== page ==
Q. Now, at the time you stopped Mr. Byers, he was not free to say, "Thank you, Sergeant Franklin" and leave, was he? A. No. Q. He was under arrest at that time? A. Yes.

[1] Appellants' status was not altered by the fact that they did not test the officers' resolve by attempting to escape and being subdued.

A person is restrained or imprisoned when he is deprived of either liberty of movement or freedom to remain in the place of his lawful choice; and such restraint or imprisonment may be accomplished by physical force alone, or by threat of force, or by conduct reasonably implying that force will be used.

Kilcup v. McManus, 64 Wn.2d 771, 777, 394 P.2d 375 (1964). Nor does the fact that appellants were not formally "advised" that they were under arrest change what their circumstance was and what they knew it to be. Henry v. United States, 361 U.S. 98, 4 L. Ed. 2d 134, 80 S. Ct. 168 (1959); United States v. Strickler, 490 F.2d 378 (9th Cir.1974); Jackson v. United States, 408 F.2d 1165, 1169 (8th Cir.1969); State v. Sullivan, 65 Wn.2d 47, 395 P.2d 745 (1964); Seattle v. Sage, 11 Wn. App. 481, 523 P.2d 942 (1974). Even if it were shown that Sergeant Franklin's *6 statements to appellants were couched in terms amounting to a "request," the coercion implicit in the situation appellants confronted would compel us to hold they were arrested. See United States v. Guana-Sanchez, 484 F.2d 590 (7th Cir.1973)(defendant "invited" to follow officers' car in his); United States v. Jones, 352 F. Supp. 369 (S.D. Ga. 1972), aff'd, 481 F.2d 1402 (5th Cir.1973)(defendant "asked" to get in police car); Commonwealth v. Richards, 458 Pa. 455, 327 A.2d 63 (1974)(defendant "asked" to go to police headquarters).

Appellants were under arrest from the moment they were not, and knew they were not, free to go. United States v. See, 505 F.2d 845, 855 (9th Cir.1974). "When the officers interrupted the two men and restricted their liberty of movement, the arrest, for purposes of this case, was complete." Henry v. United States, supra at 103. When they went further and forced the defendants and their companions to drive 3 miles and wait there while the reported incident was investigated, the fact of arrest was placed beyond question. United States v. Selby, 407 F.2d 241 (9th Cir.1969); cf. Plazola v. United States, 291 F.2d 56, 60 (9th Cir.1961):

[T]here can be no doubt that when a car is stopped, the occupant required to get out, then required to leave his vehicle to get into an officer's car and be transported to another spot located two miles away .. . being required to await a search of another's vehicle ... his liberty of movement has been sufficiently restricted to constitute an arrest.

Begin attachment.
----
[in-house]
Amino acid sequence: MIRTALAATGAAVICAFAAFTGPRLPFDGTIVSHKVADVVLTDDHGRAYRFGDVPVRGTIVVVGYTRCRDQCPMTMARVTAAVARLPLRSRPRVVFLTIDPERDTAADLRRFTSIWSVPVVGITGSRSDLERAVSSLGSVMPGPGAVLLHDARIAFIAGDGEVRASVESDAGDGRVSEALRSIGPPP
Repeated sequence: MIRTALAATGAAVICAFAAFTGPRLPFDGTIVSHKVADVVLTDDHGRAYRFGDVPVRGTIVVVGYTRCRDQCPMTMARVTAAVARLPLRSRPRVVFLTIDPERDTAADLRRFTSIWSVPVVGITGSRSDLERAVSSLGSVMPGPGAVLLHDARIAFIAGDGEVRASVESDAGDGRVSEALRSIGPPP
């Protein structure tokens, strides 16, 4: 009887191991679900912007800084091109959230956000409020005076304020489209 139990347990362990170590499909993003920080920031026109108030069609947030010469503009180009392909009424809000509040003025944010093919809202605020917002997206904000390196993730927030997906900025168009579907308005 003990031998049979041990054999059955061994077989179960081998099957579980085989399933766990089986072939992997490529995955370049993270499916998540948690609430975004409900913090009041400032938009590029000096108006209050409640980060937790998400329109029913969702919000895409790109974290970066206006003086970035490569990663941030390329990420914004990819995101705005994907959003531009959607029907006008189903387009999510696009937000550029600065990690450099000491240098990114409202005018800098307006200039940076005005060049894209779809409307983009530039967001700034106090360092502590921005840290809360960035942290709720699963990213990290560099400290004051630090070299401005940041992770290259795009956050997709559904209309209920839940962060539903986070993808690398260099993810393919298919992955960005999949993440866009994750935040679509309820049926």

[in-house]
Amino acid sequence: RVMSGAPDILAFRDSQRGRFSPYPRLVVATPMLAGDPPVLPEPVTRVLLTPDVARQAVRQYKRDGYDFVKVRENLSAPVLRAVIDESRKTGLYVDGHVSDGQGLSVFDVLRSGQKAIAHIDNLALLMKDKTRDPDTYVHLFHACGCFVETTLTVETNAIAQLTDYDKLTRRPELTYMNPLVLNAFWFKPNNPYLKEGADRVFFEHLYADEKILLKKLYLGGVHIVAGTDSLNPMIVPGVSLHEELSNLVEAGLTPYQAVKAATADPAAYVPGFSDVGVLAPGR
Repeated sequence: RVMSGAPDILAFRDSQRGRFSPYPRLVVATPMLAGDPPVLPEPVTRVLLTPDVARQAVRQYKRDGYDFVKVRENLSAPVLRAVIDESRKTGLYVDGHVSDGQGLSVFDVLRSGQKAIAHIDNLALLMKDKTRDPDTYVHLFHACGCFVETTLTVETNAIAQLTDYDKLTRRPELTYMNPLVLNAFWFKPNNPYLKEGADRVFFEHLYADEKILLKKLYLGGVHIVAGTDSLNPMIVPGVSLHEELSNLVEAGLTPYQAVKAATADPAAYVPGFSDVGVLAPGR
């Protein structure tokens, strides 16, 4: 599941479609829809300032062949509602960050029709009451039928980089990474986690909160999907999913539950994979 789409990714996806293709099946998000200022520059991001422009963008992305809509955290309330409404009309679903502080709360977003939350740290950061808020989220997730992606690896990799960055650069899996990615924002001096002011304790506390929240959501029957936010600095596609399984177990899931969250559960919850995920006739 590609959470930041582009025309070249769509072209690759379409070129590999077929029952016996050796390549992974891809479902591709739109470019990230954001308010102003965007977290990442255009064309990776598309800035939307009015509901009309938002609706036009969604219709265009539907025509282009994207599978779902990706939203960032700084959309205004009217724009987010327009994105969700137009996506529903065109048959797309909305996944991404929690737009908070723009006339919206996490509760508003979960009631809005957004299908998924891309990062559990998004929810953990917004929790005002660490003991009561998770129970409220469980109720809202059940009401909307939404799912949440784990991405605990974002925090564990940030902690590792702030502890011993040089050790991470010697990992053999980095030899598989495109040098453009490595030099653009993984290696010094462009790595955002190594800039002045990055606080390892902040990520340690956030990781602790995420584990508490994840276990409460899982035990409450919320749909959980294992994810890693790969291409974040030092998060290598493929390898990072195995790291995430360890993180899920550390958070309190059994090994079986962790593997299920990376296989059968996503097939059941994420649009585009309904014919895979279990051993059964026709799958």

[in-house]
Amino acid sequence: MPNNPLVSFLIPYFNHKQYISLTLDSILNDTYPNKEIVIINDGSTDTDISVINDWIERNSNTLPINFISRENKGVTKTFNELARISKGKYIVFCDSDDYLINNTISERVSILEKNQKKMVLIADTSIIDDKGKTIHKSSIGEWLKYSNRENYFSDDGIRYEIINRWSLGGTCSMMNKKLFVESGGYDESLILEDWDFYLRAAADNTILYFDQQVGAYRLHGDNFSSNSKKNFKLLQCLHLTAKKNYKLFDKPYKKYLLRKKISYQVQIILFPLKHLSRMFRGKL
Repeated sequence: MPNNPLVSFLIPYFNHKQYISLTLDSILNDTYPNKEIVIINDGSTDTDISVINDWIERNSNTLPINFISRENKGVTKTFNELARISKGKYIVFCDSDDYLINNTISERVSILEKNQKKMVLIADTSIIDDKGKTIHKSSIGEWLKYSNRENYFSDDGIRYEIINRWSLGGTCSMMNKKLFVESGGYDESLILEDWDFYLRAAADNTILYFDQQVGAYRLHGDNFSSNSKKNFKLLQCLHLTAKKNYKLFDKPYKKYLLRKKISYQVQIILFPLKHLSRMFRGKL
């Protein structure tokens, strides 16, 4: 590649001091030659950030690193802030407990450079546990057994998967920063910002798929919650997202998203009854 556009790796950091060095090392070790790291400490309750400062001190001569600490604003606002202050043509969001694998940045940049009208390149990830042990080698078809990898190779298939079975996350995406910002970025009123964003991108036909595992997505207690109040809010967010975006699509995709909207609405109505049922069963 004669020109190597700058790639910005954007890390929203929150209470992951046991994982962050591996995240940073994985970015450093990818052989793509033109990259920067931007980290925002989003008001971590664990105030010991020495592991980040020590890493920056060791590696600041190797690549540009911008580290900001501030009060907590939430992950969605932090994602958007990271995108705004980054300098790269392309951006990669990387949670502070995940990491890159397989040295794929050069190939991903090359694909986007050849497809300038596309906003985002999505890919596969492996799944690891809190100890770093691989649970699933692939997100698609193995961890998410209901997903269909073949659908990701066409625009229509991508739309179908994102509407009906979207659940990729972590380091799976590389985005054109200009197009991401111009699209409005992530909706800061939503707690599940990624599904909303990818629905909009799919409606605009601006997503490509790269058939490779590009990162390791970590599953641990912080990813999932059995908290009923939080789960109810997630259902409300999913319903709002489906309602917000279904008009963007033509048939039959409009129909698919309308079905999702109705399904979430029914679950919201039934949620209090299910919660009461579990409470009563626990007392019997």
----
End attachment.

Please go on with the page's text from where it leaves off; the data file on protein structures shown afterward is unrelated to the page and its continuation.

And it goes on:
[2] The trial court found that the arrest here was unfounded and illegal and there is substantial evidence to support this finding. The answers to remaining questions on this appeal, those primarily dealt with in both the State's and the appellants' arguments, follow hard upon this conclusion, as the confessions did upon the arrest. The physical evidence seized from appellants linking them with the burglary and the statements they made confessing it, the only bases on which their convictions could stand, were *7 obtained only as a result of their arrest. By any existing rule of law, both the evidence and the confessions were therefore infected with its illegality and should have been suppressed. Wong Sun v. United States, 371 U.S. 471, 9 L. Ed. 2d 441, 83 S. Ct. 407 (1963); McNear v. Rhay, 65 Wn.2d 530, 398 P.2d 732 (1965). The trial court so ruled as to the physical evidence, but not as to their confessions, which it held untainted because "voluntary."

[3] In focusing on the "voluntariness" of appellants' confessions, the trial court misconceived the issue before it. Voluntariness is a test of the admissibility of a confession under the common-law prohibition of compulsory self-incrimination. State v. McCullum, 18 Wash. 394, 51 P. 1044 (1897); 3 J. Wigmore, Evidence § 826 (rev. 1970). Its federal constitutional relevance is to the Fifth and Fourteenth Amendments. See, e.g., Culombe v. Connecticut, 367 U.S. 568, 6 L. Ed. 2d 1037, 81 S. Ct. 1860 (1961); Bram v. United States, 168 U.S. 532, 42 L. Ed. 568, 18 S. Ct. 183 (1897). It does not affect the issue here, the Fourth Amendment question of whether a confession is a "fruit of the poisonous tree" rooted in an arrest made without probable cause. Wong Sun v. United States, supra at 488.[1] Whether or not they were "voluntary," appellants' confessions were clearly born of their arrest, and therefore must fall with it.

*8 The basic link between the appellants' arrest and their confessions inheres in the simple fact that, but for the one the other could not have been obtained. The very presence of appellants in police custody to make their statements was made possible only through the device of illegally arresting them. Under such circumstances, the Fourth Amendment forbids that their confessions be admitted. Wong Sun v. United States, supra at 485; Hale v. Henderson, 485 F.2d 266 (6th Cir.1973), cert. denied, 415 U.S. 930 (1974); United States v. Burhannon, 388 F.2d 961 (7th Cir.1968); Collins v. Beto, 348 F.2d 823 (5th Cir.1965). If an arrest is illegal, a confession following it is admissible only if obtained "`... by means sufficiently distinguishable to be purged of the primary taint'" rather than "`... by the exploitation of that illegality'" (Wong Sun v. United States, supra at 488), such as when a significant intervening event[2] or a considerable lapse of time[3] separates the two. Wong Sun v. United States, supra at 485-91; United States v. Owen, 492 F.2d 1100, 1107 (5th Cir.1974); United States ex rel. Gockley v. Myers, 450 F.2d 232, 236 (3d Cir.1971), cert. denied, 404 U.S. 1063 (1972). Here, however, the causal chain is short and unbroken. There was no great lapse of time or noteworthy intervening event between the seizure and the statements, but only a short, continuous period of investigation and interrogation. There can thus be no basis for segregating the two, no justification for upholding the one while denouncing the other.